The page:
Letter and prayer request from a former member

September 28, 2012

Dear Rev. Johnson,

This week I came across several very old Christmas letters from the Fellows family, Pete and Marlene, who were part of the congregation who started Christ UMC, I believe.  More than thirty years ago, when my husband and I were in our mid-twenties, IBM moved us to Roswell from Burlington, Ontario, in Canada.  While we lived in Roswell on Charles Place, our neighbours and the congregation of the old North Fulton UMC were our family, and that was very important to us. 

During our three years at North Fulton, we added two children to our family, Nathan and Elizabeth, whom Nathan called E.J. because at the age of two her name would come out ‘Didibif’.  While we were attending there, I sang in the choir with Pete and Marlene Fellows, which is how we got to know them.  Both the choir and the support of the other moms in the congregation is how John and I learned what we needed to raise two very small children so far from our own family supports.  Nathan was baptized by Rev. Larry Rary, if there are some who still remember him, and it was the predecessor to your congregation who cared for our son in his first years in the nursery. 

When Nathan was still a baby, the choir learned an anthem that has been out of print for a long time; it is called ‘Teach Me Lord to Wait’.  I felt at the time that its message was very valuable, and that I would have future need of it, so I made a point of memorizing the lyrics.  Sometimes I used to sing this anthem to baby Nathan on long car rides, when he was tired and fussing for his bed while still stuck in his car seat longer than he wanted to be.  This past February, that song came back to me and held me together through two grueling weeks of anxiety and emotional pain. 

One clear, mild February day in 2012, a week before Nathan’s birthday, I arrived home from choir practice, only to have my phone ring as soon as I walked into the kitchen.  It was my daughter’s number, with my son-in-law’s voice on the line.  Nathan had been riding his bicycle on this clear, bright and, for Canada, relatively mild day in Ottawa, hundreds of miles north-east of where we live on Lake Ontario.  An impaired driver had hit him from behind and the hospital and my family had been trying to reach me for hours.  After two hours of phone calls and planning how and when to leave for Ottawa, ‘They that wait upon the Lord …’ came back into my head, for the second time that day.  The first time had been at choir practice.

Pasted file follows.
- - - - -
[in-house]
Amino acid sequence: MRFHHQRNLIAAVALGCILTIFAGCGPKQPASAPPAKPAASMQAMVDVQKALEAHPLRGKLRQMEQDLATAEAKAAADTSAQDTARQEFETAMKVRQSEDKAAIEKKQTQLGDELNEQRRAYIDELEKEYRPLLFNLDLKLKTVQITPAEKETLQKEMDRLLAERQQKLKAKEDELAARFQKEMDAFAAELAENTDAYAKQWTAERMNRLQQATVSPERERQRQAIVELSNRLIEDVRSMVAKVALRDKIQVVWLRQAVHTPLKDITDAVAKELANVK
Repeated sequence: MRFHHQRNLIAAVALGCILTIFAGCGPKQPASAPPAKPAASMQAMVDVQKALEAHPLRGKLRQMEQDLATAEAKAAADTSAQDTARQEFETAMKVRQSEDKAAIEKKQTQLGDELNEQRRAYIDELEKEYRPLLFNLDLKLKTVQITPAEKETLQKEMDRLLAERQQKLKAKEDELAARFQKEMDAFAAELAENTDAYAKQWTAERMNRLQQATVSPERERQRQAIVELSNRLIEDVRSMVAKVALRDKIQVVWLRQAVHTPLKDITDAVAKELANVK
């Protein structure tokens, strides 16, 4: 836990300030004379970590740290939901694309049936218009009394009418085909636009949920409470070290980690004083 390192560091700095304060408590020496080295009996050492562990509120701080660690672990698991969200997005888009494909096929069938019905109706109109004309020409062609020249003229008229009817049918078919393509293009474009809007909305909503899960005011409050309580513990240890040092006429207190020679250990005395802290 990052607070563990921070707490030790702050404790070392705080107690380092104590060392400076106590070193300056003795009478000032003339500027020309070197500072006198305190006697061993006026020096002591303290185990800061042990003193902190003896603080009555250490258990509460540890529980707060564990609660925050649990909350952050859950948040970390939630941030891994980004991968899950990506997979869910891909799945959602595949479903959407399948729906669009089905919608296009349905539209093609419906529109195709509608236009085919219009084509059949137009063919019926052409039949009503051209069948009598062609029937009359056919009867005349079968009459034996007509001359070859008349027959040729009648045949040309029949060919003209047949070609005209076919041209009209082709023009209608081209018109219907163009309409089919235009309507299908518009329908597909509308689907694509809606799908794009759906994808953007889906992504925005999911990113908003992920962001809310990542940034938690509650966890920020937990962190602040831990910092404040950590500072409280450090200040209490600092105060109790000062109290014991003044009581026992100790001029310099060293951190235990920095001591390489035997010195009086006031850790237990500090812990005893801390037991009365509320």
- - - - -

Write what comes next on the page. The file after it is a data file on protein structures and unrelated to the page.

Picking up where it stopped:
For no reason that I could explain at the time, we had come to the end of choir practice that Thursday evening, and I had thought what a shame it was that ‘Teach Me Lord to Wait’ was no longer in print.  I had enquired about it seven or eight years ago and discovered that I would not be able to offer it to any of my choir directors for a Canadian congregation to hear or to sing.  On my way out of the sanctuary that Thursday, I told one of the sopranos about this little gospel song that I had learned in Georgia, and the entire lyric and melody just flowed back from memory, and I sang it for her. 

From the time I got off the phone at midnight on Thursday, through a week of Nathan being in a drug induced coma, through his 32nd birthday and the following week, while we hoped and prayed that the brain damage might still permit him to recover, I sang those words from Isaiah 40:31.

                They that wait upon the Lord shall renew their strength,
                They shall mount up with wings as eagles.
                They shall run and not be weary;
                They shall walk and not faint.
                Teach me Lord, teach me Lord to wait. 

Back and forth to the hospital I.C.U. every day, most of the night because I couldn’t sleep, I sang to myself and kept my composure to deal with what had to be done. 

In the end, Nathan never woke up again.  His pupils were hardly even responding to light, and the brain scans showed signs of bleeding in multiple places.  On the third Friday, two weeks after he was struck down, the doctors gave us the final prognosis.  That night I switched songs because the waiting was over.  We had been given our answer and we were going to have to let Nathan return to God who gave him to us.  During his last hours, I sang to him the lullabies that I had sung to him when he was very small, while we lived in the bungalow in Roswell.  He had always been soothed by my singing to him, so I had sung to him a lot when he was small. 

For the last few days we had in Ottawa, I had been recalling another piece of church music, one that I had learned under my current director  - -  Do-o-na, no-o-bis, pa-a-cem, pa-cem. 

I would like to thank those from the former congregation of North Fulton, and its choir, which is now Christ United Methodist Church, for everything they shared with us and for everything I learned as a young mother and choir member during our years in Roswell.  It has occurred to me to wonder if your choir still has the music from the old church.  There may be a very significant little gospel song in there that has helped me over the years, but never more so than the February that I lost my first born.   

I am trusting that you won’t mind my sharing my story of North Fulton and its music ministry with you.  Please share it with Christ UMC, even if there are only a few people left who might remember the young Canadians who brought their 3 week old to church for the first time in 1980 when there was enough snow that the service was cancelled. 

Blessings upon you all always,

Joanna Anderson

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